The Blair Witch Project is a hauntingly realistic found footage-style horror film. As it turns out, the directors were able to create such an authentically eerie tale by keeping the stars in the dark about what to expect during filming.
[Spoiler warning: The following article contains plot details about ‘The Blair Witch Project.’]
‘The Blair Witch Project’ was marketed as a true story
The creative minds behind the 1999 blockbuster, The Blair Witch Project, marketed the movie as a true story. The narrative revolves around three film students — Heather, Josh, and Mike — who venture into the woods to investigate the Blair Witch urban legend.
While camping and hiking in the remote wilderness, the trio of aspiring filmmakers document their experience. Before long, strange things begin to happen. The students are lost in the woods, terrorized by an unseen antagonist, and picked off one-by-one.
Their bodies are never found, but upon discovering the recordings, film producers compile them to create The Blair Witch Project. At least, that’s the tall tale the production company spun to sell tickets.
The movie felt real to the audience
In Eli Roth’s History of Horror Season 2 Episode 4, “Witches,” horror enthusiasts and experts explored the phenomenon of The Blair Witch Project. When recalling her reaction to the movie, entertainment icon Alexandra Billings remarked, “I thought that film was real. I walked out of there saying, ‘We have to find these people. Where are they?’”
Film scholar Tananarive Due agreed, adding, “It feels like you’re there. It feels like something that would happen. Blair Witch nailed it.”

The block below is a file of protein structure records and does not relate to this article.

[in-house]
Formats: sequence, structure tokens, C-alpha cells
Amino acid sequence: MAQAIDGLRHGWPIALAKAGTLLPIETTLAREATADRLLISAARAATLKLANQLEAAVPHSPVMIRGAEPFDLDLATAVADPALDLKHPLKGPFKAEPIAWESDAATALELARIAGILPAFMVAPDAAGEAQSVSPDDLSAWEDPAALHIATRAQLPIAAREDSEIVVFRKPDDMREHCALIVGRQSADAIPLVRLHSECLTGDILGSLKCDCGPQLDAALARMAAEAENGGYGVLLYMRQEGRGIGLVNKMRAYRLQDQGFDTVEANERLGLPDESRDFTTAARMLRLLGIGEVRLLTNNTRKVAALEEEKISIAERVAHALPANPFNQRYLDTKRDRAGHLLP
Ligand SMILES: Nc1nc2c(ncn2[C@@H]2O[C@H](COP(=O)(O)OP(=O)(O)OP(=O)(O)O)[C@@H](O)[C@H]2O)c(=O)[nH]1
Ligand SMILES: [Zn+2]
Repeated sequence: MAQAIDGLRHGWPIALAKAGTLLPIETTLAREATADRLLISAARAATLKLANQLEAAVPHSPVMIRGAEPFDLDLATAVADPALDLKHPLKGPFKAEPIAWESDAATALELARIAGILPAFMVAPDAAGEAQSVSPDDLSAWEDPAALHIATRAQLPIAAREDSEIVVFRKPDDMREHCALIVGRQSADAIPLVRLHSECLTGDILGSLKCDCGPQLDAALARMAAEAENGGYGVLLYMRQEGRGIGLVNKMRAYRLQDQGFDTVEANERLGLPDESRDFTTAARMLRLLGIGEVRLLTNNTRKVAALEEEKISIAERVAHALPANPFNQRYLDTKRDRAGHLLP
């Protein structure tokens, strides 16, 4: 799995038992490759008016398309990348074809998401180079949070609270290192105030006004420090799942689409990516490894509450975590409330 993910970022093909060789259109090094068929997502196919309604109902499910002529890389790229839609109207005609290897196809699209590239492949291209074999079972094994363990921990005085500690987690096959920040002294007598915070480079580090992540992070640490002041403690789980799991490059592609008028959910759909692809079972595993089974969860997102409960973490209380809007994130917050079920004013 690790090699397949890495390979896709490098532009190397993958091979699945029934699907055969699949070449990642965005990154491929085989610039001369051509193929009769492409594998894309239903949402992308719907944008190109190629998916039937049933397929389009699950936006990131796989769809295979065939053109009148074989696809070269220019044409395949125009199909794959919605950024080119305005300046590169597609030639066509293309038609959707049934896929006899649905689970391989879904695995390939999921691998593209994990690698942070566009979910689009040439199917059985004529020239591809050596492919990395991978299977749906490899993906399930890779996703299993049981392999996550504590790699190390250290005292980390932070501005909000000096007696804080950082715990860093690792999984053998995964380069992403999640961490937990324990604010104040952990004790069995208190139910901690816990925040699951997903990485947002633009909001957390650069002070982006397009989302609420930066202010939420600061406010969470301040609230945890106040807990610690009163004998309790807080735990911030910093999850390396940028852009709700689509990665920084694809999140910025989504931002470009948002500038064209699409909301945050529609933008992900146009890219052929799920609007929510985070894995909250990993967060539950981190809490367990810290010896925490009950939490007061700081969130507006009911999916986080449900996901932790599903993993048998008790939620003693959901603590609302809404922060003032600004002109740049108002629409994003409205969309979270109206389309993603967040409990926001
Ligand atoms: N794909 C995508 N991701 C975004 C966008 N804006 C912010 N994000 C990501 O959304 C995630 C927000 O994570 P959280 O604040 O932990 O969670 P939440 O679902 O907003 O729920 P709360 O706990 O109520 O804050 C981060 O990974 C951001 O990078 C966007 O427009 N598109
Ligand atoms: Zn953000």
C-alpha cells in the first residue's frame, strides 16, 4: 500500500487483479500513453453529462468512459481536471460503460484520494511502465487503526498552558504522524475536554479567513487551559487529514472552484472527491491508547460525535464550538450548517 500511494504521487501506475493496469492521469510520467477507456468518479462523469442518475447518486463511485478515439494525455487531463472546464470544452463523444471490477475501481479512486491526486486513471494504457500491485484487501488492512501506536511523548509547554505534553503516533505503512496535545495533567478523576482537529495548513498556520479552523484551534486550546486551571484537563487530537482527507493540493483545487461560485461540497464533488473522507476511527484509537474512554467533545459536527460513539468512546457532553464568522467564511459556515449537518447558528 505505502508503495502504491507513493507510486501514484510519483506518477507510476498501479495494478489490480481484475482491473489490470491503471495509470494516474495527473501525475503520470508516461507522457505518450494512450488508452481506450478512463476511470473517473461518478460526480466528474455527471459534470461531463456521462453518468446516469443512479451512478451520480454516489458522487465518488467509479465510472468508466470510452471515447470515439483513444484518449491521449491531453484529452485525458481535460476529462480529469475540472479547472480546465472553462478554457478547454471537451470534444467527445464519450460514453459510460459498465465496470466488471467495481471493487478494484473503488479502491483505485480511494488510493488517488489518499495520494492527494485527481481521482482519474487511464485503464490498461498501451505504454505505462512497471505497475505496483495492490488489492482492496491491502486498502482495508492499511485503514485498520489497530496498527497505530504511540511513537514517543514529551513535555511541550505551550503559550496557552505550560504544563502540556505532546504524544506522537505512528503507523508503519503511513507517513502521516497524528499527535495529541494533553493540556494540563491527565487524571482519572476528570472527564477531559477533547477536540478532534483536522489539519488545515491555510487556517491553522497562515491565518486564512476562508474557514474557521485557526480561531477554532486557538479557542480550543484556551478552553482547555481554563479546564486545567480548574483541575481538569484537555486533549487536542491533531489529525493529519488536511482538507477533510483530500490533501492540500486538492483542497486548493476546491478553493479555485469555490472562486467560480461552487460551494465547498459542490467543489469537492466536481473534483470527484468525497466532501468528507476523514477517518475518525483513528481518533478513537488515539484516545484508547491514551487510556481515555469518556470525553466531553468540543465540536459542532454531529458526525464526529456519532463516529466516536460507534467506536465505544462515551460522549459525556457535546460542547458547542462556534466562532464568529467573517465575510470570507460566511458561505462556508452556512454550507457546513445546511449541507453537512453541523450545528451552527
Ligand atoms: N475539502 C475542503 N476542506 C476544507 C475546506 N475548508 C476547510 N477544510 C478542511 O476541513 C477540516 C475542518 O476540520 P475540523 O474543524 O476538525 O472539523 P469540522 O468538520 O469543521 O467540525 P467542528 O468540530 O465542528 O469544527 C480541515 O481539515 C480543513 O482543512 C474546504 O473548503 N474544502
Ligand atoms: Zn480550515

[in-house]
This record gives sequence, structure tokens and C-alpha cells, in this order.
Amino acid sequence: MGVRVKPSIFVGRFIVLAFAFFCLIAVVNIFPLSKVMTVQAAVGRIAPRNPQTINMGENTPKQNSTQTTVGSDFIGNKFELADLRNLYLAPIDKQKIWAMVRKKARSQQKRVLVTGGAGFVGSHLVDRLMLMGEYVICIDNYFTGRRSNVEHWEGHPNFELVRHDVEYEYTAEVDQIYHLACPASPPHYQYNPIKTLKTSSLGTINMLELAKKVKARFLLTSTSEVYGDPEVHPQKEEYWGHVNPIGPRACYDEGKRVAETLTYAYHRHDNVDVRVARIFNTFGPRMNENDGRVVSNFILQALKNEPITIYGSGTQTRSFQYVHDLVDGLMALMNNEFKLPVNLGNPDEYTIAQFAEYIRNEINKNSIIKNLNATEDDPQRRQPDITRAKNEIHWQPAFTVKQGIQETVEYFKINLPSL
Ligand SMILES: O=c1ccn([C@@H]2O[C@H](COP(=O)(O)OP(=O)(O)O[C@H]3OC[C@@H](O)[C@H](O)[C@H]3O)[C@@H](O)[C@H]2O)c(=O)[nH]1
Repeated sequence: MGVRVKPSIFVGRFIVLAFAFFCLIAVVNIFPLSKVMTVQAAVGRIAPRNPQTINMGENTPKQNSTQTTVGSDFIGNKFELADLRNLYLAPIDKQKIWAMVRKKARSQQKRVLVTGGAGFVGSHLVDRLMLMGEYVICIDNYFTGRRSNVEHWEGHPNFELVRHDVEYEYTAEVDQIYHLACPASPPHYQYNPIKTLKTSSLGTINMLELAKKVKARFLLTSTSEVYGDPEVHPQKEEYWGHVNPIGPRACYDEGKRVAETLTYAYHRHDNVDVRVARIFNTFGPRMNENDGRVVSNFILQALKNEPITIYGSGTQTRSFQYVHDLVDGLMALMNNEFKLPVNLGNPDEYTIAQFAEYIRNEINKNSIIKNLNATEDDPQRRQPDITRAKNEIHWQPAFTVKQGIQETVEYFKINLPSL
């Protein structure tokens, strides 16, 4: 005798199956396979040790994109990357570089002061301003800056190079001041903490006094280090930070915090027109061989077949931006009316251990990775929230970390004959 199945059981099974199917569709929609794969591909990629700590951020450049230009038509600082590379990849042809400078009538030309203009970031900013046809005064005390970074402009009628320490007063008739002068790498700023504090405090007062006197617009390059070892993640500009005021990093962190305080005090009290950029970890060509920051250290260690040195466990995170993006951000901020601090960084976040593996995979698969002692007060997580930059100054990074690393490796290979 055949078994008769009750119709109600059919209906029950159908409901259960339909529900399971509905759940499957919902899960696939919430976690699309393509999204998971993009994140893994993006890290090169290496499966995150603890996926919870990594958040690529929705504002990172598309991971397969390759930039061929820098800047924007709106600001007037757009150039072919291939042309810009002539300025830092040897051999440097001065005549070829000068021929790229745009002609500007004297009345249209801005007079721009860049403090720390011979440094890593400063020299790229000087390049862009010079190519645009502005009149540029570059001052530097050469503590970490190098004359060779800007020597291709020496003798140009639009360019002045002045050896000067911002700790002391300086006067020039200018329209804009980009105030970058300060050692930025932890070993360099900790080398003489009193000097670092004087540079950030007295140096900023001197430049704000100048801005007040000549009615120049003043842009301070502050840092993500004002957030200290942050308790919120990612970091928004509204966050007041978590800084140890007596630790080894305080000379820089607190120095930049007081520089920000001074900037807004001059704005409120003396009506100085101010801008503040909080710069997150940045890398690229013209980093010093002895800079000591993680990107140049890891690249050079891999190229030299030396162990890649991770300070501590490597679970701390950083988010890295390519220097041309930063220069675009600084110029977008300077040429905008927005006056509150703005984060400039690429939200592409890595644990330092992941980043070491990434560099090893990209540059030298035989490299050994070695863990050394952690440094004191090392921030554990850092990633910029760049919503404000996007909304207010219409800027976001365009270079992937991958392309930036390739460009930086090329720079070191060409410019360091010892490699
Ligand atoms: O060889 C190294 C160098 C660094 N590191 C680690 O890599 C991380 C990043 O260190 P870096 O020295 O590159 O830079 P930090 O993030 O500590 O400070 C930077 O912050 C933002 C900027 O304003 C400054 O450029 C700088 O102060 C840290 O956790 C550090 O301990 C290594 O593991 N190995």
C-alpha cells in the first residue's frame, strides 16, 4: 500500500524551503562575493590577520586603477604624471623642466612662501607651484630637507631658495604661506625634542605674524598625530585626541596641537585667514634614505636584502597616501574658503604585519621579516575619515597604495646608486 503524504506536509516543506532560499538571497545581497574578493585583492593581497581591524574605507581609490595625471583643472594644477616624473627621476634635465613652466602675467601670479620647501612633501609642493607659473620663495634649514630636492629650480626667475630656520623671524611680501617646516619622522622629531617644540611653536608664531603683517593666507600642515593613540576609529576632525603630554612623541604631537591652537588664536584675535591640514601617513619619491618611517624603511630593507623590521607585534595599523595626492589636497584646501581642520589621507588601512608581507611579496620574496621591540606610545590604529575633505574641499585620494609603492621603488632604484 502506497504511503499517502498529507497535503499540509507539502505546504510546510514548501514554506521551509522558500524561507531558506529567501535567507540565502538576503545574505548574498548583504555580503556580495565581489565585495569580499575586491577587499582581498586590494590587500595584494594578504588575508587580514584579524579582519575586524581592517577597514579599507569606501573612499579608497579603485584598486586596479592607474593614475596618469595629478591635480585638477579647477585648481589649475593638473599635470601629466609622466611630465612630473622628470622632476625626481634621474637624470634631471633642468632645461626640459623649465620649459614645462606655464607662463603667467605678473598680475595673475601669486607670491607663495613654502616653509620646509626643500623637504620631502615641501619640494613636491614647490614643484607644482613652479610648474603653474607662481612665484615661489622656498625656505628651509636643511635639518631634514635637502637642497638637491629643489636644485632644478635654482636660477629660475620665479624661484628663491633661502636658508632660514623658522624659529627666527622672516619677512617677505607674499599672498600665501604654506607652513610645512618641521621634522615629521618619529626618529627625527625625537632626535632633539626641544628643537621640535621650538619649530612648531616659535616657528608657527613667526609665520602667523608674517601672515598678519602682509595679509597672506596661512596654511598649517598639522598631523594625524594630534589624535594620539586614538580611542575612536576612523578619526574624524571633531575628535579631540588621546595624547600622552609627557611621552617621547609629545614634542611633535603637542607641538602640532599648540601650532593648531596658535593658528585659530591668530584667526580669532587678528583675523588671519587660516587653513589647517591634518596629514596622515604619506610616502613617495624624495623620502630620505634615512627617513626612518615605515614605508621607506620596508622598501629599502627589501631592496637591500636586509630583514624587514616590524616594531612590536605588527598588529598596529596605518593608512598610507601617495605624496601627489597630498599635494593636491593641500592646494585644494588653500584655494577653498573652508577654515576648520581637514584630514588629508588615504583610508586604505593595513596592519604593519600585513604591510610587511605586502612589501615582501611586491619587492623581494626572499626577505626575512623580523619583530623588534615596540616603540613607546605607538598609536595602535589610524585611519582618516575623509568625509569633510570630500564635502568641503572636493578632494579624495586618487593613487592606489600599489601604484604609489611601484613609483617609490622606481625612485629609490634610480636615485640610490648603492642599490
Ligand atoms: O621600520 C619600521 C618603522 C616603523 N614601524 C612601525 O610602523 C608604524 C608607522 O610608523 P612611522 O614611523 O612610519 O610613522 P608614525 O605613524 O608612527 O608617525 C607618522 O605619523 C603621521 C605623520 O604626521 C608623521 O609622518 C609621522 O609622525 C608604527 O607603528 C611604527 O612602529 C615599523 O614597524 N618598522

Millions of fans shared the sentiments expressed by Billings and Due, and the filmmakers’ production and marketing prowess paid off tremendously. The Blair Witch Project grossed nearly $250 million on a measly $60,000 budget, as noted by Eli Roth’s History of Horror.
The stars of the film did not know what scares the directors had planned
Joshua Leonard appeared on the “Witches” episode of Eli Roth’s History of Horror to discuss his starring role in The Blair Witch Project. He explained, “All I knew when I was gunning for the job and when I first got hired was it was a movie about three student filmmakers who went out into the woods to investigate the legend of the Blair Witch, and they went missing.”
Directors Daniel Myrick and Eduardo Sánchez partnered to make the movie and tasked Leonard and his co-stars, Heather Donahue and Michael C. Williams, with capturing the footage. According to Leonard, Myrick and Sánchez had a hands-off approach.
“They wanted to keep it as naturalistic as possible,” recalled Leonard. “It is the three of us filming each other and recording sound of each other. And we would have no direct interactions with the directors of the film while we were making it.”
Leonard described the unique production process he and his castmates employed to film the action. Technology helped the actors locate each one of the terrifying tableaus staged by Myrick and Sánchez.
“They gave us a GPS,” divulged Leonard. “And they had programmed in waypoints, which were hash marks on the map, and we were to find our way to these different waypoints. So we knew we were going to encounter things. We just didn’t know what those things were going to be.”
Upon finding each creepy scene, the actors responded with what appeared to be genuine fear. And just like that, Myrick and Sánchez had created a hit. The element of surprise, stylized filmmaking techniques, and superb performances make The Blair Witch Project a true horror classic.
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